[17] After a transliteration and German translation on the Thesaurus Linguae Aegyptiae website, I. Hafemann (ed.) => aaew => Altägyptisches Wörterbuch, Berlin-Brandenburgische Akademie der Wissenschaften => Briefe => Briefe des Neuen Reiches => Verwaltung/Alltag => Briefe aus Theben =>  pCairo ESP: Document E
[18] Many of the everyday substances used have not been identified. Lucas (p.172) suggested that it seemed possible that the fused ashes of special plants, or natron, might have been employed for some such purpose as washing clothes or the person...
[19] After W.Wreszinski ed., Der Londoner Medizinische Papyrus und der Papyrus Hearst, Leipzig 1912
[20] [20] M. Lichtheim, Ancient Egyptian Literature, Vol.1, 1973, p.136
[21] M. Lichtheim, Ancient Egyptian Literature, Vol.1, 1973 p.189
[22] Source: University of Illinois website
[23] Wb. 3, 481.6-7, from zXA to write
[24] M. Lichtheim, Ancient Egyptian Literature, Vol.2, p.131
[25] After a transliteration and German translation on the Thesaurus Linguae Aegytiae website, S. Grunert (ed.): Altägyptisches Wörterbuch, Berlin-Brandenburgische Akademie der Wissenschaften => Grabinschriften => Gisa => Mastaba des Seschat-Hetep, gen. Heti (G 5150) => Opferkammer => Westwand
[26] Wb 2, 153.8-15, galena, a person having professionally to do with galena (prospectors etc) was referred to as msdm.j
[27] Wb 1, 267.9-15, from wAD, green
[28] Naharin - Syria
[29] Source: University of Illinois website
[30] Source: Tulane University web site
[31] M. Lichtheim, Ancient Egyptian Literature, Vol.1, p.196
[32] translation by George Rawlinson
[34] Source: E. Brovarski: An Inventory List from "Covington's Tomb" and Nomenclature for Furniture in the Old Kingdom
[42] Gay Robins, Women in Ancient Egypt, Harvard University Press, 1993, p.78
[43] A. G. McDowell, Village Life in Ancient Egypt: Laundry Lists and Love Songs, Oxford University Press, 2002, p.36
[44] e.g. Ann Rosalie David, The pyramid builders of ancient Egypt: a modern investigation of pharaoh's workforce, Routledge, 1996, p.128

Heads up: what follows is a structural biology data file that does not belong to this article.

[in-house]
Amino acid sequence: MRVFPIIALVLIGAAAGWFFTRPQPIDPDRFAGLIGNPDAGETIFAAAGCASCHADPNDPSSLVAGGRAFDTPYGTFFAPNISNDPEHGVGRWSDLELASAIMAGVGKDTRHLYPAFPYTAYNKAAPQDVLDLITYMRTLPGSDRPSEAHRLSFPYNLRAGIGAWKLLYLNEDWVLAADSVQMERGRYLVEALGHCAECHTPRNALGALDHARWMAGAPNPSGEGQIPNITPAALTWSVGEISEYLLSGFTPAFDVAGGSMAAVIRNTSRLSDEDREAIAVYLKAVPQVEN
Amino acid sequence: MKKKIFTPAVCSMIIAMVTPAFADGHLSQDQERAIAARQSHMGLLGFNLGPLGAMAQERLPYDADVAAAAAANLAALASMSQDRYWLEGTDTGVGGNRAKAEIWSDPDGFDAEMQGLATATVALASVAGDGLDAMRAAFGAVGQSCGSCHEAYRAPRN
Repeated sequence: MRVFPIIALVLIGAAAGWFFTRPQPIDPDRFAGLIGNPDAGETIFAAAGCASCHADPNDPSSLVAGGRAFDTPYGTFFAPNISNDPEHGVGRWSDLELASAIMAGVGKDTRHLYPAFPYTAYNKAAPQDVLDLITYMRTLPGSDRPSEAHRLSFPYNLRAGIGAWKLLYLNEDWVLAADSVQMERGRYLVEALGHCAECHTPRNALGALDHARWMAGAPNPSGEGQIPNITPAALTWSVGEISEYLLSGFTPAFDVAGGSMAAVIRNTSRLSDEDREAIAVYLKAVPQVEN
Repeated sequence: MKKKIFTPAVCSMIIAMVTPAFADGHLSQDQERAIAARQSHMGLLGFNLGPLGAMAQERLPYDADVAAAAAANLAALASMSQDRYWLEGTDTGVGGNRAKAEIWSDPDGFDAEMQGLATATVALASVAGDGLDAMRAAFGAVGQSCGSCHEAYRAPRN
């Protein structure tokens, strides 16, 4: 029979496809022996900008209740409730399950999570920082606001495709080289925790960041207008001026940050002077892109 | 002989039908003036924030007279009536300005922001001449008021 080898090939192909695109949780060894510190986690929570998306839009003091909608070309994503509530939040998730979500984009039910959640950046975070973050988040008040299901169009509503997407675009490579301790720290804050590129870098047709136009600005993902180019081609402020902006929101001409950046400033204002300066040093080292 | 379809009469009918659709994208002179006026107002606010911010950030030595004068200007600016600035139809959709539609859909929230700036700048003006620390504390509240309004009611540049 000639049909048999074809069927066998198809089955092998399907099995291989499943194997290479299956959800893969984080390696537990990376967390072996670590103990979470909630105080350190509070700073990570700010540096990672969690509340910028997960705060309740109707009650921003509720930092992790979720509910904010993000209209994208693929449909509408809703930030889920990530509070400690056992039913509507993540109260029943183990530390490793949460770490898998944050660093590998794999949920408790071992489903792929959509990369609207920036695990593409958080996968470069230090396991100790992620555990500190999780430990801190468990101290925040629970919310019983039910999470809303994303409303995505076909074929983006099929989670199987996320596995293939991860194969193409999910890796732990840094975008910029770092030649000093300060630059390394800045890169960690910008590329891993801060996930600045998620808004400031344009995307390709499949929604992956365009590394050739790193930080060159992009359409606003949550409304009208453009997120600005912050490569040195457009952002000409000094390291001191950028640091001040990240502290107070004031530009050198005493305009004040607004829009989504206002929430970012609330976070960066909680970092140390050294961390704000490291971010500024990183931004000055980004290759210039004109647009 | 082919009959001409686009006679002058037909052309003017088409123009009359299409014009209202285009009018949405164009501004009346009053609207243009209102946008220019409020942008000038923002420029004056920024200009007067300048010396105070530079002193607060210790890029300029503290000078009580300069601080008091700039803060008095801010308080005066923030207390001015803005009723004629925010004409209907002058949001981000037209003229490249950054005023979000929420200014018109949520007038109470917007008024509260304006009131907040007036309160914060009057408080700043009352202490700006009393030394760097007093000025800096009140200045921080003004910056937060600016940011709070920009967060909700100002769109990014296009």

[45] David P. Silverman, Ancient Egypt, Oxford University Press US, 2003, p.84
[50] Herodotus, Histories, 2.37
[51] After a transliteration and German translation on the Thesaurus Linguae Aegyptiae website: Altהgyptisches Wצrterbuch, Berlin-Brandenburgische Akademie der Wissenschaften => Grabinschriften des Alten Reiches => Sakkara => Unas-Friedhof => Mastaba des Nianch-Chnum und Chnum-hotep => Eingangsfront => צstlicher Pfeiler => Szene 1.2

Scents - incense and perfume[12] Scents - incense and perfume


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Offsite links (Opening a new window)
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Medicine in Ancient EgyptΑρχαία Αιγυπτιακή Ιατρική: Καλλυντικά, Χρήση, a translation of this page into Greek, by Nikolaos Zinas
-[1] Cosmetics in Ancient Egypt
-[2] Menstruation, Menstrual Hygiene and Woman's Health in Ancient Egypt
-[6] Beauty secrets of ancient Egypt
-Wig of human hair , 18th dynasty (British Museum)
-Glass kohl tube in the form of a palm column, 18th dynasty (British Museum)
-Wooden cosmetic pot of Ahmose of Peniati , 18th dynasty (British Museum)
-Black steatite statuette of a girl holding a kohl pot , 12th dynasty (British Museum)
-Shell cosmetic container, 7th century BCE (British Museum)
-Crystals give clues to ancient cosmetics by Katie Pennicott
-Combs (Brian Yare's website)
-Cosmetic Recipes and Make-up Manufacturing in Ancient Egypt (at